Cancer-related stress is heavily influenced by culture. This study explored similarities and differences in survivorship care concerns among Chinese American and Non-Hispanic White (NHW) breast cancer survivors.
A sequential, mixed-method design (inductive/qualitative research-phase I and deductive/quantitative research-phase II) was employed. Eligible women identified from the Greater Bay Area Cancer Registry were age ≥21, diagnosed with stage 0-IIa breast cancer between 2006–2011, and had no recurrence or other cancers. In phase I, we conducted 4 Chinese (n=19) and 4 NHW (n=22) focus groups, and 31 individual telephone interviews (18 Chinese immigrants, 7 Chinese US-born, and 6 NHW). Content analysis was conducted to examine qualitative data. In phase II, another 296 survivors (148 NHW age-matched to 148 Chinese cases) completed a cross-sectional survey. Descriptive statistics and linear regression analysis were conducted to examine quantitative data.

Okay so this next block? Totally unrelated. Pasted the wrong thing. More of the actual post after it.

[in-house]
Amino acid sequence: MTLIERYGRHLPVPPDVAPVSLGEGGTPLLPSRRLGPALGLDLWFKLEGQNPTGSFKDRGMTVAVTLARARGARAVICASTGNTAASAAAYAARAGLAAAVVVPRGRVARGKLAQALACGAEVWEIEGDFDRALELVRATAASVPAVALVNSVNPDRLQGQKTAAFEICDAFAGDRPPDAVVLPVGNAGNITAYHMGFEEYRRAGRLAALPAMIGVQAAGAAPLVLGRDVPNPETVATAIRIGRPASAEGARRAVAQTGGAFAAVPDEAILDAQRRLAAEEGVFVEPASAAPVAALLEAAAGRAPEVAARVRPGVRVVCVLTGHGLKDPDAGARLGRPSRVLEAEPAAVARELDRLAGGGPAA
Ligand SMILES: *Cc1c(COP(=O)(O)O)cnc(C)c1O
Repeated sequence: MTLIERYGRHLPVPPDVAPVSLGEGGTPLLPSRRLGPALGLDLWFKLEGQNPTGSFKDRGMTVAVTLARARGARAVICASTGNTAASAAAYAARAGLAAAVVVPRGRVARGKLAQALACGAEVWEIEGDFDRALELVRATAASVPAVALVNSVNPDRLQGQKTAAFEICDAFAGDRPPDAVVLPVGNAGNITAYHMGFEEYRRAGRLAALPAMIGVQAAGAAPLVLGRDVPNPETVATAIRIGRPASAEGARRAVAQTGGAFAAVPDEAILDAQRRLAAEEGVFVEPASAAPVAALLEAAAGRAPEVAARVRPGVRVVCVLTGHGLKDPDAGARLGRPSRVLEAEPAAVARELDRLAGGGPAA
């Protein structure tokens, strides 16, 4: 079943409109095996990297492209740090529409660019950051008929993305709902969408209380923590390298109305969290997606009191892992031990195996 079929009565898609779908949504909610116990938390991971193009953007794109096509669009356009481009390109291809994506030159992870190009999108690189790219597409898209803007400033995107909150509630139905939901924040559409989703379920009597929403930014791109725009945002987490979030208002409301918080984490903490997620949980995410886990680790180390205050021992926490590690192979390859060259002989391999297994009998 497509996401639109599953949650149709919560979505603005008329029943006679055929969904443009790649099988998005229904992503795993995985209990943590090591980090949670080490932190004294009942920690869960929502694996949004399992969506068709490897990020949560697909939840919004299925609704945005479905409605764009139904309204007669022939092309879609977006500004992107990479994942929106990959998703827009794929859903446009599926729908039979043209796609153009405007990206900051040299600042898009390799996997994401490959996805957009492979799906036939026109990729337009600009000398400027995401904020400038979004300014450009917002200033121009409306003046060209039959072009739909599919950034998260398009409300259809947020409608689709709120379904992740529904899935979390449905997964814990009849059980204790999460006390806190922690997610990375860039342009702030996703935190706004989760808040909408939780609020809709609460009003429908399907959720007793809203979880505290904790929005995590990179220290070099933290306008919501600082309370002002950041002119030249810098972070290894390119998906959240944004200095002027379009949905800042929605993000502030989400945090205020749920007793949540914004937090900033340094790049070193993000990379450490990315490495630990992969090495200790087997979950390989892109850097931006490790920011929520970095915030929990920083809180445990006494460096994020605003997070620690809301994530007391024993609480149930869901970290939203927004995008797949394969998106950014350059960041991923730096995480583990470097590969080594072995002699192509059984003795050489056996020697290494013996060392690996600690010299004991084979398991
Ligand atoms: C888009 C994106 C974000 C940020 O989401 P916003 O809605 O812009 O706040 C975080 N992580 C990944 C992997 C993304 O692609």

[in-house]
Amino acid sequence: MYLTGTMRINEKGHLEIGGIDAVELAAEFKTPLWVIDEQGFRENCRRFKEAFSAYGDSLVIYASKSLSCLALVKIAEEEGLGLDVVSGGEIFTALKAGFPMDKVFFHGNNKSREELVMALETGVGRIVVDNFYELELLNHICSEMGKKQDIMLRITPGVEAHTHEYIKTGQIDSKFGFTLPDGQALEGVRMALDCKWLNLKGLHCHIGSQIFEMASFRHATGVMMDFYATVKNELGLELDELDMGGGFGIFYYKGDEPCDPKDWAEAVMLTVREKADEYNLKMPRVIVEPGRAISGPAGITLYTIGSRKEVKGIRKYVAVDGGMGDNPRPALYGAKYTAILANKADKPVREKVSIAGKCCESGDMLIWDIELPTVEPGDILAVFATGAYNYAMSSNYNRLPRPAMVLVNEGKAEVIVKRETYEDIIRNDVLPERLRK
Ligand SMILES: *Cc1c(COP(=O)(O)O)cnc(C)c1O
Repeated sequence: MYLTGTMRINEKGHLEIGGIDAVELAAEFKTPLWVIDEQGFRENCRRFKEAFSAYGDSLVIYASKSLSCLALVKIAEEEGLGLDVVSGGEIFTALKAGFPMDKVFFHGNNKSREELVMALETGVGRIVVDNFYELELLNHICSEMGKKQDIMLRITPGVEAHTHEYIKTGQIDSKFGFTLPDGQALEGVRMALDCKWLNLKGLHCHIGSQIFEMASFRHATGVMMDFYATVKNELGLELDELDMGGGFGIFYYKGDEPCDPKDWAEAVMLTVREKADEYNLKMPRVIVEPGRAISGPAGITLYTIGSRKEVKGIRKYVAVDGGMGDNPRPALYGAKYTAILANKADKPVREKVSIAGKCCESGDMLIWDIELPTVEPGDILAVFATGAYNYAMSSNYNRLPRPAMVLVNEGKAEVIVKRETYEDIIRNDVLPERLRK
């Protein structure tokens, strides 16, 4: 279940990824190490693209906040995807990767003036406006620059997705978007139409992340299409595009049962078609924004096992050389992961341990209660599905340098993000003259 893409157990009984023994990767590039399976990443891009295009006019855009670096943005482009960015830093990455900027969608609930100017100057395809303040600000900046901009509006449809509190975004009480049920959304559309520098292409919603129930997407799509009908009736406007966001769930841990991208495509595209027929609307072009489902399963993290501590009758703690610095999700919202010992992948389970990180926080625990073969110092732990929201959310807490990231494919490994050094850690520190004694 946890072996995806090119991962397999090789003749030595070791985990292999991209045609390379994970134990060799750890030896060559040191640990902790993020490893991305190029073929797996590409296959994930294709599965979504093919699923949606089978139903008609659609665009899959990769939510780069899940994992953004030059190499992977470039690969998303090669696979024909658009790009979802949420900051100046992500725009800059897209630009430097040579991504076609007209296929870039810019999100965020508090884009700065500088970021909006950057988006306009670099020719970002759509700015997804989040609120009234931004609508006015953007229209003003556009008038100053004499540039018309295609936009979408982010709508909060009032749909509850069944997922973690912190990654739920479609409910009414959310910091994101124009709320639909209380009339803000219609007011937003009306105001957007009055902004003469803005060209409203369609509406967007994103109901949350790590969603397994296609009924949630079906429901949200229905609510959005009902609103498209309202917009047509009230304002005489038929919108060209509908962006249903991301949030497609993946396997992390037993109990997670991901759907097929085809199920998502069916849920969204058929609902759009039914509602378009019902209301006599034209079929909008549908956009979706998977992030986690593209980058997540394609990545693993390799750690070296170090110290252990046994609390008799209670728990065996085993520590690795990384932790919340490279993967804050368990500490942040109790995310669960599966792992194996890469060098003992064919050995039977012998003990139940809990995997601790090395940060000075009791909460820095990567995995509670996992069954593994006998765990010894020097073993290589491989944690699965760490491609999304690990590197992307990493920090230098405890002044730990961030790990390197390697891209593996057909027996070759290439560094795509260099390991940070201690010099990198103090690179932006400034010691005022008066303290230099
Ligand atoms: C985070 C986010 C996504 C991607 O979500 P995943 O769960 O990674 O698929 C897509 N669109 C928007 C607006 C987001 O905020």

Qualitative data revealed “socioeconomic wellbeing” (SWB) as a dominant survivorship concern, which was operationalized as a cancer survivor’s perceived economic and social resources available to access care. Quantitative data showed that low-acculturated Chinese immigrants reported the poorest SWB, controlling for covariates. Highly-acculturated Chinese immigrants and the US-born Chinese/NHW group reported similar SWB. Women who had low income levels or chemotherapy had poorer SWB.